Her pitiful reply: her parents had not raised her to be emotional. No shit. She was strangely unemotional, a little cold, even. I think at least 6 months passed before she would allow me to give her a friendly hug. Last October, my mom and I had dinner with her and her dad. I thought her dad was wonderful and extremely wise, and at hello and goodbye, he seemed very warm and offered a hug and kiss. Anyway, my mom mentioned to me that when she went to give J. a hug and kiss goodbye, J. tensed up and made this face of "get the hell away from me", which offends me even now, as I am fiercely protective of my mother and do not appreciate anyone making her feel awkward, not even my father or stepfather.
In any case, it's over. Neither I nor J. will have to do anymore play-acting. And no, I did not spend my weekend moping around the house singing Michael Jackson's "She's Out of My Life" or anything like that. I did talk to the lovely S., my trainer at the gym, and since I was in self-doubt mode (and PMSing on top of everything), I asked him if he thought I was pessimistic. I thought that he would know given that we've been "together" for three months now, he has seen me at my worst, and often tells me he loves me ( as a friend of course. Otherwise we'd already be married and waiting on beautiful Guatenigerian babies.) He said that, given what I have been through in my life, he thought I was pretty damn positive. My mother said the same thing, and she is always devastatingly honest with me. A REAL friend. Even my friends at work have always thanked me for bringing positive vibes into our awful office. I can only conclude that J. probably sensed that I wanted to pick on her, that I never really felt that wonderful about our friendship, so I guess things just ran their course. I regret that I spent so long carrying it on, and that I wasted my time as well as hers. I would love to say "no hard feelings", but that would be a lie, unfortunately.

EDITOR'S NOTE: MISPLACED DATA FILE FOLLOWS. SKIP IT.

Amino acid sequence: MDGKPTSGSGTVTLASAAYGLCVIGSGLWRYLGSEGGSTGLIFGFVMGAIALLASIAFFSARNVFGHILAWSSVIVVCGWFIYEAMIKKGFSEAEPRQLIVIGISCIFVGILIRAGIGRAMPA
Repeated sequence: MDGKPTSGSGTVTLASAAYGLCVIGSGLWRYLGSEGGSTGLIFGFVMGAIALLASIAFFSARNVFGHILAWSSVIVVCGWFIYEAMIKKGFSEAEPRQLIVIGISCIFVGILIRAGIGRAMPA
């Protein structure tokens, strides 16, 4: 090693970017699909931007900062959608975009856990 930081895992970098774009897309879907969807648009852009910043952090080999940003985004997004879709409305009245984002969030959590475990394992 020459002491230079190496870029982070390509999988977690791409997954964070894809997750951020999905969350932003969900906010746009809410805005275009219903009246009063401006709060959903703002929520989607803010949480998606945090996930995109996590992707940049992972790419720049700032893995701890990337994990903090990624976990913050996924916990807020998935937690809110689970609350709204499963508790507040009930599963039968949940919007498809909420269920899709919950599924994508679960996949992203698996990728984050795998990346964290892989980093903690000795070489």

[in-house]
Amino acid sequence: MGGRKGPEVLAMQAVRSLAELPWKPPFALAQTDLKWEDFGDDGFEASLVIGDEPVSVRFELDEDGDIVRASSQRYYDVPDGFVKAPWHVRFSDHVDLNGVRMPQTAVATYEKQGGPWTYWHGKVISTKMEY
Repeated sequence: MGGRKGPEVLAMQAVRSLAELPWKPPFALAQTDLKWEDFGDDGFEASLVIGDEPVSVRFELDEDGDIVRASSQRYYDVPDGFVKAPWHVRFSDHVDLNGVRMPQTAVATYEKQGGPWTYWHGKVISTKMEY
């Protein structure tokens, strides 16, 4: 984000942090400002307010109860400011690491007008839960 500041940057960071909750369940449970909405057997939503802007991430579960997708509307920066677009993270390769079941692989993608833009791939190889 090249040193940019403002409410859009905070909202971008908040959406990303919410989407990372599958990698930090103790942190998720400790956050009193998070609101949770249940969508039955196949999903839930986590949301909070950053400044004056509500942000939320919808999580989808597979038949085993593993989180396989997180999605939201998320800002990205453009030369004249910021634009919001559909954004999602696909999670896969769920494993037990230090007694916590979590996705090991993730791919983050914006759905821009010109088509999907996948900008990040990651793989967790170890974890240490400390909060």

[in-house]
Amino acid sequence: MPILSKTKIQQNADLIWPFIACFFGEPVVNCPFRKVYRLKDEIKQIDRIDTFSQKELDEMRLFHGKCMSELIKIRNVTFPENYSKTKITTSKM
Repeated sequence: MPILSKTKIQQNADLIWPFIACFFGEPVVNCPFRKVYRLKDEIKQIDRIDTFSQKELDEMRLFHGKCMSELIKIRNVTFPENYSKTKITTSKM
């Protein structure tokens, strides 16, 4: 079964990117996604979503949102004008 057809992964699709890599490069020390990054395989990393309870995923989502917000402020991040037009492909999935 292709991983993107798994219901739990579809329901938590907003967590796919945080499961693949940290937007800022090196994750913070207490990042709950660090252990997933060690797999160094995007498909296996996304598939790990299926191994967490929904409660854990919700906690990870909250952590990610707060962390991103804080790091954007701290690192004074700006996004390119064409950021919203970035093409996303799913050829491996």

By the by, the office party went OK. Me and the Russian started out by taking a few shots of Stoli before the speeches, so I was nice and warm when the Director started up. He had some very kind things to say about me, and added "Let this sad occasion serve as a lesson to all of you on how not to let excellent people go." Too bad only two of the people who needed to hear that were in attendance. I really do regret that my departure leaves some of my favorite colleagues in a little bit of a pickle, but all of them understand why I need to go and support me in my decision. I made my own little speech: "It is impossible for me to sum up almost 5 years in one tiny speech, but I want to thank you all for the good times as well as the bad, because it is the bad times that show us who our friends and supporters really are, and make us appreciate the good times even more."
Editor's Note - In response to a comment left by anonymous: This post was not directed to anyone in particular and was meant only to tell the story. However, the subject of the posting did read the post and actually replied to Mariposa's personal email. Please refer to the last line of the fifth paragraph. This still stands. Mariposa is not too self-righteous to admit that she will be holding a grudge in this particular case.